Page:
With her first full-length novel in 10 years, an award-winning British crime writer launches a series about the Black Death.
In the summer of 1348, Sir Richard of Develish journeys to Bradmayne on business. While he’s away, news reaches Develish of a deadly pestilence. His wife, Lady Anne, brings her serfs within the moat of her manor house and then wisely refuses her husband’s re-entry, fearing he will bring the disease with him. She’s a woman ahead of her time, dismissing as superstition the idea of “a plague sent by God.” Years before, she’d had sewage pits dug well downwind of Develish; other villages didn’t dig any at all. Anne’s compassion for her serfs contrasts sharply with the attitude of her 14-year-old daughter, Eleanor, who hates everyone but her father and likes having serfs whipped. The living conditions in Bradmayne are vile; one might think “Men urinated where they stood” would say it all about a village, but the author spares no detail in showing what grossness causes stench and attracts vermin. People seem not to connect these godawful conditions with the “killing sickness in the village” that carries “a deadly pestilence with putrid boils” and requires the digging of mass graves. Before he succumbs, Sir Richard observes that “In twelve days, the world had changed beyond all recognition.” Yet no one knows how extensive that changed world is. Lady Anne has the serf Thaddeus Thurkell lead a small band of brave serfs to learn how other villages have fared. She is the central figure in this compelling saga in which people are either all virtuous and wise or all the opposite. While the serf Gyles Startout is a man of “courage and generosity,” Lady Eleanor opines how sweet it would be if he dies. As the plague continues at book’s end, Lady Anne still faces a dangerous enemy in her daughter.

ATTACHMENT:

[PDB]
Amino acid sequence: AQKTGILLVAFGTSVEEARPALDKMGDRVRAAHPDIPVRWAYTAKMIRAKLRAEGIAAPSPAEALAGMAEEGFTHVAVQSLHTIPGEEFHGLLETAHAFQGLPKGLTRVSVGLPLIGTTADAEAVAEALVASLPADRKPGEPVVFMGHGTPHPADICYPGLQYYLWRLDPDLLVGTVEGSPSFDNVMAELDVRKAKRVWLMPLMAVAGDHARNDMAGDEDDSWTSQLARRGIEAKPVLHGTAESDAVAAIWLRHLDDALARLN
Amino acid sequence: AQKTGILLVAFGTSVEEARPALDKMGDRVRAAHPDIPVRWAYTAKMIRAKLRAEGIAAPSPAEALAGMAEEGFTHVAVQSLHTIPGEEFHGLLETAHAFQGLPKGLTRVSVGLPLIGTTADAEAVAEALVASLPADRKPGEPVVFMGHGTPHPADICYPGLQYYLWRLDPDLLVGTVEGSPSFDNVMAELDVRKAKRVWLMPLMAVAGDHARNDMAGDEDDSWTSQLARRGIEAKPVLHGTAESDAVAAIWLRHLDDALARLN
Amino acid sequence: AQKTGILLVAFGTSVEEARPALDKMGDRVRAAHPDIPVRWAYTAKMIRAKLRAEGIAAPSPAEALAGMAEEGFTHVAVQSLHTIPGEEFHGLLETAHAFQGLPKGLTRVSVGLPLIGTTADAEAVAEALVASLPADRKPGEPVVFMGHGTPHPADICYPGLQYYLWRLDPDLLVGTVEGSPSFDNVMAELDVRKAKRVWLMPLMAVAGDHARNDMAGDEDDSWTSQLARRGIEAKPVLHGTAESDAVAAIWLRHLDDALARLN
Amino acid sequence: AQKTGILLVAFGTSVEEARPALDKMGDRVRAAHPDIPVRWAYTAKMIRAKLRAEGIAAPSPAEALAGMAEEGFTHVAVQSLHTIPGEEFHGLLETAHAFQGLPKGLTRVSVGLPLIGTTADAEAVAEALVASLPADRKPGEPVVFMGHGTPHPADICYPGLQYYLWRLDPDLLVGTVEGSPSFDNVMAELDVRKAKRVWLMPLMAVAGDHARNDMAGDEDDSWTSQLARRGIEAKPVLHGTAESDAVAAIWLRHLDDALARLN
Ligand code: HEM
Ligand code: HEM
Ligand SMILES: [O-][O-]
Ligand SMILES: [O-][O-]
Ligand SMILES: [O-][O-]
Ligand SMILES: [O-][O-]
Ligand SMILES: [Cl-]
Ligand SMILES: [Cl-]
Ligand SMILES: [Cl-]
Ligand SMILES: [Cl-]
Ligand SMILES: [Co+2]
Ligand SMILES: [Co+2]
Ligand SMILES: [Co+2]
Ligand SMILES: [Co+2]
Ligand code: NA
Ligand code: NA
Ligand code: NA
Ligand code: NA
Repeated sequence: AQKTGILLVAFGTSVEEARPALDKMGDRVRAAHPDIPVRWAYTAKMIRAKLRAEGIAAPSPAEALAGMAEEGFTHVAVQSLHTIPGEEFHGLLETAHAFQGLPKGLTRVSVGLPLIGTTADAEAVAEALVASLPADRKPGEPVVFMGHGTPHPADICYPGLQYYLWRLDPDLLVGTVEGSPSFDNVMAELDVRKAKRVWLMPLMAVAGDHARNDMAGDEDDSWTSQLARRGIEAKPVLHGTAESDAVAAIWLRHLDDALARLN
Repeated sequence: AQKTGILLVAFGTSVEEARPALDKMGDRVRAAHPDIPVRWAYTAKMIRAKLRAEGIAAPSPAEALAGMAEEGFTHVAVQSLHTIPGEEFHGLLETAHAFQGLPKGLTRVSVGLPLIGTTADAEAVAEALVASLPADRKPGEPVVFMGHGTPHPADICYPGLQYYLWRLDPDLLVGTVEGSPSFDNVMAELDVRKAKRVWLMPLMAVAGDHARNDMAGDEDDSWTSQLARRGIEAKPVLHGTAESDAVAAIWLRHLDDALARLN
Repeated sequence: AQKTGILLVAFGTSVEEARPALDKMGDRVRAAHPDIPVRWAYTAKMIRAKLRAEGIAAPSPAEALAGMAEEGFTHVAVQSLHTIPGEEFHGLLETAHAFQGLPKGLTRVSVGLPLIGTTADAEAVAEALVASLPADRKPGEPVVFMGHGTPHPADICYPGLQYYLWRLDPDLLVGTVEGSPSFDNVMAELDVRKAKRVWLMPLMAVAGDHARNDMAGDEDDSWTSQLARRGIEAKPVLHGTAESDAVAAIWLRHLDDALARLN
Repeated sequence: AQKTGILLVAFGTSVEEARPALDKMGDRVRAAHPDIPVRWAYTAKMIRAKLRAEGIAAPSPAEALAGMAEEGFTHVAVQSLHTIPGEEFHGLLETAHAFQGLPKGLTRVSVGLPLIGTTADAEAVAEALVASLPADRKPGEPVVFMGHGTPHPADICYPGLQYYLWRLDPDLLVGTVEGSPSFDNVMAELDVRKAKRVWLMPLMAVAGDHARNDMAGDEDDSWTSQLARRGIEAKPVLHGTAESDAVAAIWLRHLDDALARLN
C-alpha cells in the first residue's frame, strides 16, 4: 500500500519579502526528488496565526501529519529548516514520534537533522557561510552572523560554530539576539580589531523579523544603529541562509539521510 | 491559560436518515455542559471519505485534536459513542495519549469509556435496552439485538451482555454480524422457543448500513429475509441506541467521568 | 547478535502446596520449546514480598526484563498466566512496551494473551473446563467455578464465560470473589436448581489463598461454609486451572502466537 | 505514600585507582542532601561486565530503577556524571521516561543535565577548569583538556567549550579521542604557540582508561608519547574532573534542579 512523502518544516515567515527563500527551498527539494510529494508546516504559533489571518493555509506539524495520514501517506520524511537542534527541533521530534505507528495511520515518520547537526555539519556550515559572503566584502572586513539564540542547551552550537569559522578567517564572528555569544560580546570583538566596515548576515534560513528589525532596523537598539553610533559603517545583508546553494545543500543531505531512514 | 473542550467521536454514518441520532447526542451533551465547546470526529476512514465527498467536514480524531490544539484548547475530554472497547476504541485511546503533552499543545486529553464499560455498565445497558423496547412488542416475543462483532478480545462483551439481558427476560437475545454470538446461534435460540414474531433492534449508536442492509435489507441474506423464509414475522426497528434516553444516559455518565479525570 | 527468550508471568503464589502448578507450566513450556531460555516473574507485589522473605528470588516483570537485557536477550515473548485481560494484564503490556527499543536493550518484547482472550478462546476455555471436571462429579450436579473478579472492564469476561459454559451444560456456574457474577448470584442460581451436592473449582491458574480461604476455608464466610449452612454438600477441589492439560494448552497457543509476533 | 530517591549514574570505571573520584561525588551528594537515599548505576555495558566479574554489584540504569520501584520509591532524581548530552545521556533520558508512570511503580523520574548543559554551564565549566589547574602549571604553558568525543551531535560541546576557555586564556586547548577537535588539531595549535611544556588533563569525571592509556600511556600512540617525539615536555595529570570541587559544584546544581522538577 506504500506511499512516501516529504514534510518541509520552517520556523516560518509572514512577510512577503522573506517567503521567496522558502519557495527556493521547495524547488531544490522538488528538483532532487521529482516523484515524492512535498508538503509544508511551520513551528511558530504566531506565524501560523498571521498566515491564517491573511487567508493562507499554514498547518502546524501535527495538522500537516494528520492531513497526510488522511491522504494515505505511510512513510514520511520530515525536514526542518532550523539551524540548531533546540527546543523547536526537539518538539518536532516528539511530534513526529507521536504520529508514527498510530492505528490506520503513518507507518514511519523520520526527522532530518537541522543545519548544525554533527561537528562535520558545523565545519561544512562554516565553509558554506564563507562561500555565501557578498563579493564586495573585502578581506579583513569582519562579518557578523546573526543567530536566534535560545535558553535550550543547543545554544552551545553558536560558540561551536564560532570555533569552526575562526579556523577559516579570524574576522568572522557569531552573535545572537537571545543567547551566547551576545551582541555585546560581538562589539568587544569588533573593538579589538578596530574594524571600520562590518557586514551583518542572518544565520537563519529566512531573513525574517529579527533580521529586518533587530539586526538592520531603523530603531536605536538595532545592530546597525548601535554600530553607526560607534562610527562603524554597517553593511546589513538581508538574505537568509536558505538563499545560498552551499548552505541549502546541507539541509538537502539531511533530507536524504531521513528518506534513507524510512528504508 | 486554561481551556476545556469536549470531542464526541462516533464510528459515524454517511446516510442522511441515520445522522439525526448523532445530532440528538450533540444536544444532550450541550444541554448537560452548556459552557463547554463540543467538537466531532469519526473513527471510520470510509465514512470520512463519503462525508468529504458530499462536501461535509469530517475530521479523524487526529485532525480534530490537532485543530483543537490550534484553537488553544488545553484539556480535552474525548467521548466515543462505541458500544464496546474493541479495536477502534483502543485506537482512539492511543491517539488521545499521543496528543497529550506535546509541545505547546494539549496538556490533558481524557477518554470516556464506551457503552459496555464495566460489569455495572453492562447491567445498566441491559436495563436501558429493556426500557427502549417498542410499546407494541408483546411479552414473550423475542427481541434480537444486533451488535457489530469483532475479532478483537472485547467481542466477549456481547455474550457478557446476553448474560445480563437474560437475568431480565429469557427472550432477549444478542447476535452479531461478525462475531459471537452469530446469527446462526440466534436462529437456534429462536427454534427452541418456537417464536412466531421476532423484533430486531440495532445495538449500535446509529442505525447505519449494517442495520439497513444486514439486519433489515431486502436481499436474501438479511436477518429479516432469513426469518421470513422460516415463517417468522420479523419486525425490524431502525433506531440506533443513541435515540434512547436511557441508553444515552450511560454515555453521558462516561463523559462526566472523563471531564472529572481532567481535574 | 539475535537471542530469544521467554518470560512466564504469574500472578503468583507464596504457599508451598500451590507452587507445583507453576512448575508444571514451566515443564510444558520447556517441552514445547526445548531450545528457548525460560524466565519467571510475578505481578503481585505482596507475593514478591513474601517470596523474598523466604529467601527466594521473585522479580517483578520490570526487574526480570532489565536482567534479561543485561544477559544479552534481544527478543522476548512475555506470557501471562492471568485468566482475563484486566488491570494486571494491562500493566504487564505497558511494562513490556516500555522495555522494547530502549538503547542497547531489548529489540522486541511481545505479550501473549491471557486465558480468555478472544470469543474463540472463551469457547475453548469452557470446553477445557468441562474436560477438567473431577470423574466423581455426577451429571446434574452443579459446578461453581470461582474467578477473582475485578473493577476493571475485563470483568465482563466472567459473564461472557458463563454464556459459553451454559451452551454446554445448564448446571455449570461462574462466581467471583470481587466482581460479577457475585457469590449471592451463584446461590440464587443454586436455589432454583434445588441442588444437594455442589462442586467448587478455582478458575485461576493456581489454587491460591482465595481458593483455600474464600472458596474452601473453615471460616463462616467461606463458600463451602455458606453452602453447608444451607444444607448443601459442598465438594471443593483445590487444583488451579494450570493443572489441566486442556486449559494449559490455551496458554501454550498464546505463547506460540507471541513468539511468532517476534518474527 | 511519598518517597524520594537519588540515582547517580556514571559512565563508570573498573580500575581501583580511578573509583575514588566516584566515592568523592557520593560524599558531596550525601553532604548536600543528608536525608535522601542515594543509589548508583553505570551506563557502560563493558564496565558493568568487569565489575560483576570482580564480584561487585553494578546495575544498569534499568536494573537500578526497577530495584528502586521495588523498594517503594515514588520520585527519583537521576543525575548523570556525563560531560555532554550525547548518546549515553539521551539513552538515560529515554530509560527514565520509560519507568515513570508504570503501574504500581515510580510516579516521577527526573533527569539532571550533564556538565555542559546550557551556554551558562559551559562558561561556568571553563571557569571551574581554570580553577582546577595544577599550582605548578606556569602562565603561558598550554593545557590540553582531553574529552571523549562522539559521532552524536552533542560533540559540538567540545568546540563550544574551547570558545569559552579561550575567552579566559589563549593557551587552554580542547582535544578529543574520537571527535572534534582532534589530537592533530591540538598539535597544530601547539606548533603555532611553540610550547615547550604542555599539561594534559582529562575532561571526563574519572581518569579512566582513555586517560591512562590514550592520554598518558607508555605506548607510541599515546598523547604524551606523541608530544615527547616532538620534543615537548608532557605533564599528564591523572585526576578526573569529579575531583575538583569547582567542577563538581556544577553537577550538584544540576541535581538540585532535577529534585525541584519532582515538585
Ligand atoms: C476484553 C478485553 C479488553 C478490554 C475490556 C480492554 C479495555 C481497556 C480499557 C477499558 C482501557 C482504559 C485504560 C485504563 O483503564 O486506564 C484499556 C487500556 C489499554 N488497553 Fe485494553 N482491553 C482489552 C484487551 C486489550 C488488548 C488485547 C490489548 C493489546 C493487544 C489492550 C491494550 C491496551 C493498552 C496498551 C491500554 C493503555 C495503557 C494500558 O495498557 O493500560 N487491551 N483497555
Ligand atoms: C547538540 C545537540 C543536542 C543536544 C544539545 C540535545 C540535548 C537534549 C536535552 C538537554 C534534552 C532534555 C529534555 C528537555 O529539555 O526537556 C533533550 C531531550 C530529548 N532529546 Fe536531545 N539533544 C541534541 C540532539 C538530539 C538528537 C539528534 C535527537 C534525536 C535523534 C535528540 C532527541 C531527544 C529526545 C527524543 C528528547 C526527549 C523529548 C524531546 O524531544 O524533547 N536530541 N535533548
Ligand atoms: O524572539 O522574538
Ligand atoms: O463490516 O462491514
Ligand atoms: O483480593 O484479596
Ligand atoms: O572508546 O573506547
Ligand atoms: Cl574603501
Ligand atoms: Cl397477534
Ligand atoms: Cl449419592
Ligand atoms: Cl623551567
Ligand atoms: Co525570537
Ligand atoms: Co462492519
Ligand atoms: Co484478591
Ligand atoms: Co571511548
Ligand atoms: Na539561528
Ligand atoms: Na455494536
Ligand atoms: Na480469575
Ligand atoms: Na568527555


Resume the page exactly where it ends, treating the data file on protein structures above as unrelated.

Deeply researched and engrossing, this masterful series opener leaves readers hanging—Rats!—so they’ll eagerly await the sequel.